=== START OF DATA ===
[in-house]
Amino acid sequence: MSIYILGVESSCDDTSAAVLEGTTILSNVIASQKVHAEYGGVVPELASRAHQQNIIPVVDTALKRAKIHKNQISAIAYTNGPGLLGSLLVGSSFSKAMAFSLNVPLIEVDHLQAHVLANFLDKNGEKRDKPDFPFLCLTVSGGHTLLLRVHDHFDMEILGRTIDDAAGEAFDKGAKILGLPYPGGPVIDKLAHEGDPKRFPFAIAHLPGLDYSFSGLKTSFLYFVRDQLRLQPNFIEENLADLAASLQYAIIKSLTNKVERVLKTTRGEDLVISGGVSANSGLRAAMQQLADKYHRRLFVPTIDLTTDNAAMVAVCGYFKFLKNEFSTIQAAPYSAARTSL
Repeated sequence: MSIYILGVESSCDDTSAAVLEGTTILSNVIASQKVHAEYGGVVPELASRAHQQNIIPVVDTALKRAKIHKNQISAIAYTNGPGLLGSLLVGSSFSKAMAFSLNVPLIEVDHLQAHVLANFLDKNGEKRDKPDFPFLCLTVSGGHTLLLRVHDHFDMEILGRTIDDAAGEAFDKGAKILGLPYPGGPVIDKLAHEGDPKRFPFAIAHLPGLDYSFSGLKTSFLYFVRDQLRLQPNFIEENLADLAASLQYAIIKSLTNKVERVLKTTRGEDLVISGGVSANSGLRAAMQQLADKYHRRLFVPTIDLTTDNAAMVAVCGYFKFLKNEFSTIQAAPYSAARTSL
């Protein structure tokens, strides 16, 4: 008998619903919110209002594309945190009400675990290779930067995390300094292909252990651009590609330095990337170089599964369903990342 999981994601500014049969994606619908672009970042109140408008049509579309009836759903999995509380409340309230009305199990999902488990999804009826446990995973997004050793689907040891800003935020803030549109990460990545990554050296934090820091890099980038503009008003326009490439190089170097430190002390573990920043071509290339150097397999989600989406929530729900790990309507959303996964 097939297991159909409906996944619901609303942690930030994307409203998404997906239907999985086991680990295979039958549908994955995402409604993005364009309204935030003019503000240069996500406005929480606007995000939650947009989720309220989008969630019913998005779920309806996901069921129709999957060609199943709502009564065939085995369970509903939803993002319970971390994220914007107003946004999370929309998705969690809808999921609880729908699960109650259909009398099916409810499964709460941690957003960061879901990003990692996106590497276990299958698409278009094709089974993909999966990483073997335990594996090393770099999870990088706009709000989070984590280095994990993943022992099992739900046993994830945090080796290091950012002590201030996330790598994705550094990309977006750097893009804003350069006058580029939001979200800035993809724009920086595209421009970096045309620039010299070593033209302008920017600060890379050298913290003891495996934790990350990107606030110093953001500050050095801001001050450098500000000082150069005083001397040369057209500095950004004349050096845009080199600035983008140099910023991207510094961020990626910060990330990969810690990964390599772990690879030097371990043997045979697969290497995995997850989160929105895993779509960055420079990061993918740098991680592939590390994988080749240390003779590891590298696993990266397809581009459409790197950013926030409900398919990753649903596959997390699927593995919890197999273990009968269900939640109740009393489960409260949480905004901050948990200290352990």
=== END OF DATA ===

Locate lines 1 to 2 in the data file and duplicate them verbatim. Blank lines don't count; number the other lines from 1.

[in-house]
Amino acid sequence: MSIYILGVESSCDDTSAAVLEGTTILSNVIASQKVHAEYGGVVPELASRAHQQNIIPVVDTALKRAKIHKNQISAIAYTNGPGLLGSLLVGSSFSKAMAFSLNVPLIEVDHLQAHVLANFLDKNGEKRDKPDFPFLCLTVSGGHTLLLRVHDHFDMEILGRTIDDAAGEAFDKGAKILGLPYPGGPVIDKLAHEGDPKRFPFAIAHLPGLDYSFSGLKTSFLYFVRDQLRLQPNFIEENLADLAASLQYAIIKSLTNKVERVLKTTRGEDLVISGGVSANSGLRAAMQQLADKYHRRLFVPTIDLTTDNAAMVAVCGYFKFLKNEFSTIQAAPYSAARTSL